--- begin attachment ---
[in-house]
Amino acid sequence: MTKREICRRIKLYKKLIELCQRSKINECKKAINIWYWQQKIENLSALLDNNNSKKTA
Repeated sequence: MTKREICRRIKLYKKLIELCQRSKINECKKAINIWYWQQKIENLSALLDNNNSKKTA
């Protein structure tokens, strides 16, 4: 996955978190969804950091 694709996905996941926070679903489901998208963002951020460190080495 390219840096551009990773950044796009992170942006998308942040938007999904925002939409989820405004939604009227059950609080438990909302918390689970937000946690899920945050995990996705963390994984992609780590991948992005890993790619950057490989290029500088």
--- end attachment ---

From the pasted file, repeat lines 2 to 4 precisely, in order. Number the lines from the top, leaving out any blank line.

Amino acid sequence: MTKREICRRIKLYKKLIELCQRSKINECKKAINIWYWQQKIENLSALLDNNNSKKTA
Repeated sequence: MTKREICRRIKLYKKLIELCQRSKINECKKAINIWYWQQKIENLSALLDNNNSKKTA
């Protein structure tokens, strides 16, 4: 996955978190969804950091 694709996905996941926070679903489901998208963002951020460190080495 390219840096551009990773950044796009992170942006998308942040938007999904925002939409989820405004939604009227059950609080438990909302918390689970937000946690899920945050995990996705963390994984992609780590991948992005890993790619950057490989290029500088």